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The Actuary The magazine of the Institute & Faculty of Actuaries

Filling the void after exams

With another exam session over, guest contributor Richard Quintian reflects on life after your final set



It’s May. Another exam session has come and gone. For some of you this was the first of many. Some of you are still plodding along enthusiastically. And some of you will never have to sit another actuarial exam again! So how different is qualified life?

Well aside from the obvious (yes of course I am talking about those additional three letters you can put after your name...), your employer wants you to work five-day weeks every week – outrageous I know. Time to wave goodbye to those study days. 

Anyone else have that fear of working out how exactly you are going to cope with having to work a five-day week all the time? Well, it’s not anywhere near as bad as I thought it would be – while I do miss listening to the dulcet tones of Jeremy Kyle as I enjoy breakfast, having woken up slightly later than usual on a study day, that is about all I miss.

There is also continuing professional development; the opportunity to meet your fellow peers at seminars or conferences while you desperately try to rack up the requisite number of hours before the CPD year ends. Note that as a newly qualified member, you don’t have to fulfil CPD requirements until the new CPD year starts, but it is certainly something to keep in mind and look forward to.

At work I felt as though I should know a lot more than I did the day before I qualified, that people would expect more from me. Sadly I can confirm that the actuarial fairy does not exist, that you don’t actually become omniscient on actuarial matters overnight. However, you soon come to realise that in reality, it is not so much what you know, but the opportunities that arise will be different and the work you do may change.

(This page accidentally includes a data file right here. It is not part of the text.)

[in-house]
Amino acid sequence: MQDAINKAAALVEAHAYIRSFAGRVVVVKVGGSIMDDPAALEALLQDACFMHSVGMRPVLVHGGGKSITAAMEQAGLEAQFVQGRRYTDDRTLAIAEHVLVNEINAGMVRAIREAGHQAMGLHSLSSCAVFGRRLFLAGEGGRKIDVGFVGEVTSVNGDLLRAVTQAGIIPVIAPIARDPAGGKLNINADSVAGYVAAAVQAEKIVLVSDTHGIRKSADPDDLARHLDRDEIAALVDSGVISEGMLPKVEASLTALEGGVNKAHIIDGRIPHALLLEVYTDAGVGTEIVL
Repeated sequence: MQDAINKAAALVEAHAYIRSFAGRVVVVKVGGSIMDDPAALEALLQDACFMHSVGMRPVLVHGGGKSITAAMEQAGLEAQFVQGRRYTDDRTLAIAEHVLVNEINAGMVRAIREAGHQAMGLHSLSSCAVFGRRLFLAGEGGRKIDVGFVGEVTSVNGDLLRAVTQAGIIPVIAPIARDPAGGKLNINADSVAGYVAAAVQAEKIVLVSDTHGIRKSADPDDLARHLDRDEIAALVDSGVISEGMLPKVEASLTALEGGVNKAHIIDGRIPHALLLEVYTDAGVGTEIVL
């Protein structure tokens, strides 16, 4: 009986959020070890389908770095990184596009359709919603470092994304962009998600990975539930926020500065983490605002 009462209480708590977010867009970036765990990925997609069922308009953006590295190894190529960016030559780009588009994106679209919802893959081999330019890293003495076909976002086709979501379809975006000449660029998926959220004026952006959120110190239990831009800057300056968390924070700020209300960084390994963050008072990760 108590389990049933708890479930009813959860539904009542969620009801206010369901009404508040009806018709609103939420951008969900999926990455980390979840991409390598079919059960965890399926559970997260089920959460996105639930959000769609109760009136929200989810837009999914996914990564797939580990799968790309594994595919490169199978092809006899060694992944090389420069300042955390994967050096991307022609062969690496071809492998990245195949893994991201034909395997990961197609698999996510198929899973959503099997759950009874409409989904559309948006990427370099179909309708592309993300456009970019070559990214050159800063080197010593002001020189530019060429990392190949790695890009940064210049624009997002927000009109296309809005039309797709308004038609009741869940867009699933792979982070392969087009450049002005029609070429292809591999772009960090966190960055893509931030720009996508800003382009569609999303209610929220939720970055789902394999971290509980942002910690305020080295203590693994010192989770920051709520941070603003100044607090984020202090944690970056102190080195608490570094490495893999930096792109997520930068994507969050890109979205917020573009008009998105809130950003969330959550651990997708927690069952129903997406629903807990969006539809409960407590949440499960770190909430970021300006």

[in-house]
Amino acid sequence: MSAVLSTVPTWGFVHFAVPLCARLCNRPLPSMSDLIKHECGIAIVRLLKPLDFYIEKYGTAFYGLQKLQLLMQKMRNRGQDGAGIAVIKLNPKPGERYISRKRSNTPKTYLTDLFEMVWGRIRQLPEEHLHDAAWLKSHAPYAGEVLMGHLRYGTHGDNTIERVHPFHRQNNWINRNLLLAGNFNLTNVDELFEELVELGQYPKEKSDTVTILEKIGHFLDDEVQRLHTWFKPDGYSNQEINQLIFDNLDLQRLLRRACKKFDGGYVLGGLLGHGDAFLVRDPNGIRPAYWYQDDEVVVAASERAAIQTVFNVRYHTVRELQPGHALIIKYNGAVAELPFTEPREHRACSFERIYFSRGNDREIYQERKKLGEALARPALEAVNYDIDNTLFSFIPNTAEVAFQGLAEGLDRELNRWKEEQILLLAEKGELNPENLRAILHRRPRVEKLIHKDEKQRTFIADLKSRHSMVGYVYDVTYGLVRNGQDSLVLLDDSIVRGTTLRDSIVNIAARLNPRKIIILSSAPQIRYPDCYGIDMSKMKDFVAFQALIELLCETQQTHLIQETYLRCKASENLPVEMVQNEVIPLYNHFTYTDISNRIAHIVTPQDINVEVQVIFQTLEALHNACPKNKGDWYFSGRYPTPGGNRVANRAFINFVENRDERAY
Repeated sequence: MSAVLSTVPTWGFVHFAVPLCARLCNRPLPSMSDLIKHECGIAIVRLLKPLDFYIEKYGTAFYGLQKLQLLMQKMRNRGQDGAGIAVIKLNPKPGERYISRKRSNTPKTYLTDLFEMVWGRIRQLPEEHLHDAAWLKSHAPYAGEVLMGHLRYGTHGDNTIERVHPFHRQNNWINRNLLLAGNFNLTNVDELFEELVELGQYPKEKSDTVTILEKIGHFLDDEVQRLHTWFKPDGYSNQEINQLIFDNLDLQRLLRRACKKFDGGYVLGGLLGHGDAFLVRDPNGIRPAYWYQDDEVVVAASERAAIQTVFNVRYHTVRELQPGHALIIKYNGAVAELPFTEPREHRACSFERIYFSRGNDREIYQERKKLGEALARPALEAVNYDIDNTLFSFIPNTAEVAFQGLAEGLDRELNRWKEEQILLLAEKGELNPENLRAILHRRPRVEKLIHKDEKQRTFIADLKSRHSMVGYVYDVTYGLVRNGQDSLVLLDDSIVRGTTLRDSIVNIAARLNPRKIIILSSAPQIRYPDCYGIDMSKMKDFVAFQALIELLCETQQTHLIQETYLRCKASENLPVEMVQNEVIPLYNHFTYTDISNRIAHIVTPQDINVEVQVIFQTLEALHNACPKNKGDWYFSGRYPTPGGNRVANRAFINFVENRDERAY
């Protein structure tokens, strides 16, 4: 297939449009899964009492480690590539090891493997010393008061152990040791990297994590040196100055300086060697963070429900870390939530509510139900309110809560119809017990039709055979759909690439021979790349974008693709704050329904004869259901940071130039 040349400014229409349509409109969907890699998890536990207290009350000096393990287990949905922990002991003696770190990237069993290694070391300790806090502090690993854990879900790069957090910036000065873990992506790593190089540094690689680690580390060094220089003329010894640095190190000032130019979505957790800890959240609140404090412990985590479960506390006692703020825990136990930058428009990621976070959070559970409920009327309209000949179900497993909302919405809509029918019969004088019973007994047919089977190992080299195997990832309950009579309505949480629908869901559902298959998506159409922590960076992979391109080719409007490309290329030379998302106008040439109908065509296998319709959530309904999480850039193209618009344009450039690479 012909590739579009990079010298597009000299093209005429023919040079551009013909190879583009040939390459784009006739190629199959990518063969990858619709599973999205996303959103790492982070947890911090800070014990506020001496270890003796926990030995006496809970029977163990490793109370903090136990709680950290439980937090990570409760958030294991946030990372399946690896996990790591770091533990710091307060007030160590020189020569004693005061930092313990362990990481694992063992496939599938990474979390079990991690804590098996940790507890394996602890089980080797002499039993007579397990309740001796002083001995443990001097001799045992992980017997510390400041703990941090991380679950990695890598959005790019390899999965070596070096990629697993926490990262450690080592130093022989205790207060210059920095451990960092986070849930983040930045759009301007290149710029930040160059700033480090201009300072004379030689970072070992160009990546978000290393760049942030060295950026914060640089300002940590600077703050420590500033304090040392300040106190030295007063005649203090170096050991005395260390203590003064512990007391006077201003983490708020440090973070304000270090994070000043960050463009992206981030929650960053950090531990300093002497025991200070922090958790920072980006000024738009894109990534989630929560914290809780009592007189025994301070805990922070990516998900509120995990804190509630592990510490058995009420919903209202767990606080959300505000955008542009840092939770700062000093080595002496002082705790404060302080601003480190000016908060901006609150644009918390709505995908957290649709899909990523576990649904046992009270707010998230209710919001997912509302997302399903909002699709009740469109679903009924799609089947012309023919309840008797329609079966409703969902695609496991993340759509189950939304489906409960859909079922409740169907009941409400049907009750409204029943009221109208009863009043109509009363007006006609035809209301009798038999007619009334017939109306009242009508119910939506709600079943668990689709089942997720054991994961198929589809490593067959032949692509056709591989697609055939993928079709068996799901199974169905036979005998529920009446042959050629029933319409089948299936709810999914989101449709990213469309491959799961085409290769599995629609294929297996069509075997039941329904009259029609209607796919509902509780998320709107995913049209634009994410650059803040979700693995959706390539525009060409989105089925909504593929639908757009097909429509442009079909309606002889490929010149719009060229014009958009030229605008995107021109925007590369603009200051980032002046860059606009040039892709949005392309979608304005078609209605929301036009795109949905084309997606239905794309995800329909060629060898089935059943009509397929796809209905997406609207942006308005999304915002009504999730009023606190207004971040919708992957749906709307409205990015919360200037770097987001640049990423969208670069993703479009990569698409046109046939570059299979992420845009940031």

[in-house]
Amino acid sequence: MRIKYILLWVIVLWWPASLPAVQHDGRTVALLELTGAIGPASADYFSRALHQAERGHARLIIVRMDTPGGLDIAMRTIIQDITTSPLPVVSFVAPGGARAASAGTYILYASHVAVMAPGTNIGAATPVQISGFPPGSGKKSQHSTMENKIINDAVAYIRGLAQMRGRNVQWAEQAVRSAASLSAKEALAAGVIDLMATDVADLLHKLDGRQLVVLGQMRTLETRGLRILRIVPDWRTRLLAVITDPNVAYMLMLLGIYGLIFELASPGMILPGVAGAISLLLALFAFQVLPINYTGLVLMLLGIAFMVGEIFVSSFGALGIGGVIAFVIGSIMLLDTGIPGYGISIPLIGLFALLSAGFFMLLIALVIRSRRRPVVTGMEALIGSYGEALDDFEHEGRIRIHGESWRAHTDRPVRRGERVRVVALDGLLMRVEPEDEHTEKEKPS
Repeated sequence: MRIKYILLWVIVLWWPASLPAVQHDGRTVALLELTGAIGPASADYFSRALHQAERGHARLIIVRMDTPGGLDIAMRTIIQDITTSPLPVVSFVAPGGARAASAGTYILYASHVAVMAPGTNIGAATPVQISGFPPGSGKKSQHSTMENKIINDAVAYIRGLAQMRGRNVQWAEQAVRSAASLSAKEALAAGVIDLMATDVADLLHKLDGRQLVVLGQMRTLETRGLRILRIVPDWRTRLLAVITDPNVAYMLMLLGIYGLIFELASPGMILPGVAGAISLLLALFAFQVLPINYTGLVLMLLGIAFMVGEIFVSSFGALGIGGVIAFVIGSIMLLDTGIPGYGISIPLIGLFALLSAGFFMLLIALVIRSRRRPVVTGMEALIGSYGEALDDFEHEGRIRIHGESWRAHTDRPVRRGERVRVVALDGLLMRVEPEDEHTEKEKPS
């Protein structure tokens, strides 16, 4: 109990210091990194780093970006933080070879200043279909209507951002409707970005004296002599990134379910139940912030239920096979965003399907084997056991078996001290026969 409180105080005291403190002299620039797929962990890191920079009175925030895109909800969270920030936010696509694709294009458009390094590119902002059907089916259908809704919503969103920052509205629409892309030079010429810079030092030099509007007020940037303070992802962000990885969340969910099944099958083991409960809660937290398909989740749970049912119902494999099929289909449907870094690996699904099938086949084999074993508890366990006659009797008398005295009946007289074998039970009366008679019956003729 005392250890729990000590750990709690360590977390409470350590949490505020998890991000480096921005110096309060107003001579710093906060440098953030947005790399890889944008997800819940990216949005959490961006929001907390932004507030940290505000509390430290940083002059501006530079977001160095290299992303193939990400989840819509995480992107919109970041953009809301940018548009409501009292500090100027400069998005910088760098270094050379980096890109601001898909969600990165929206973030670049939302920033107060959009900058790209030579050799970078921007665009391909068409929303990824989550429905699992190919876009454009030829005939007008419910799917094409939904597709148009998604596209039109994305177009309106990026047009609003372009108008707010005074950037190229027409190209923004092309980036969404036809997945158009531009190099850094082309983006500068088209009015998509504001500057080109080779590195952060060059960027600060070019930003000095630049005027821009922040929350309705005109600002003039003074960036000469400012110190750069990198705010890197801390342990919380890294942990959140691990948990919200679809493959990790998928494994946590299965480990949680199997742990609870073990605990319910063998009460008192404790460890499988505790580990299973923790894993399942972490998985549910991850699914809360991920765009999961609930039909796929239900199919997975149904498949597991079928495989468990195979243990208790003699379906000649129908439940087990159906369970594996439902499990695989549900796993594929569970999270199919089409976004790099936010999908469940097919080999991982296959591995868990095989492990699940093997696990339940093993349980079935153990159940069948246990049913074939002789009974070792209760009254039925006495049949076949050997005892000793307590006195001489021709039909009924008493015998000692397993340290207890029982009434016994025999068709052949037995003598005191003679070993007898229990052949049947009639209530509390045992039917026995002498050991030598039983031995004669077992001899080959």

Qualification provides a security, and I would encourage all to think about what kind of actuary they would like to be. Previous editions of The Actuary have mentioned alternative, non-traditional career options for actuaries and how we as a profession could provide a service to other parts of the economy.

And of course, when you qualify you suddenly realise you have a lot more time on your hands. The first couple of weeks were straightforward enough; work-based skills. Starting/updating/finishing them (delete as appropriate) isn’t the best way to spend the Christmas break (and at this point I should say a big thank you to the IFoA for setting results day three days before Christmas), yet work-based skills are a necessary requirement from the IFoA to qualify as a Fellow. Having qualified, I would encourage you all to keep them as up-to-date as you can throughout your student years; it can be difficult to remember what you’ve been doing over time and practically difficult to get them signed off by your supervisor.

However, after that slight inconvenience, the world is your oyster. I didn’t initially notice the extra time I had, but the closer it got to this exam session, the more I realised I had been doing whatever I wanted to do every weekend for the last six months, all of which were guilt-free from the thought that I should probably be studying. I could just catch up on Jeremy Kyle by recording and watching at the weekends instead of studying as I previously had to. It was wonderful to be able to burn off the Easter chocolate by going out instead of burying my head back into run-off triangle methods and not to have to decline an invite to a friend’s birthday bash because there was an exam the next day.

But recently there’s been a void forming. I knew it would come. You see, I think to get through all the exams you must have a certain hunger to learn and keep your mind occupied. Watching a man shout “you’re a liar!” at some gormless soul still proclaiming his innocence to Jeremy Kyle after a set of particularly damning lie detector results isn’t quite doing it for me.

The IFoA has a vast number of volunteering roles and committees to join – another great way to meet fellow peers. Alternatively, you might just want to do something completely different, away from anything actuarial (after all those exams who could blame you), something that you previously didn’t have time for. Personally, I’ve decided it’s time to try and learn a second language. And yes, that does mean more exams. Here’s to hoping it keeps me away from my Jeremy Kyle obsession.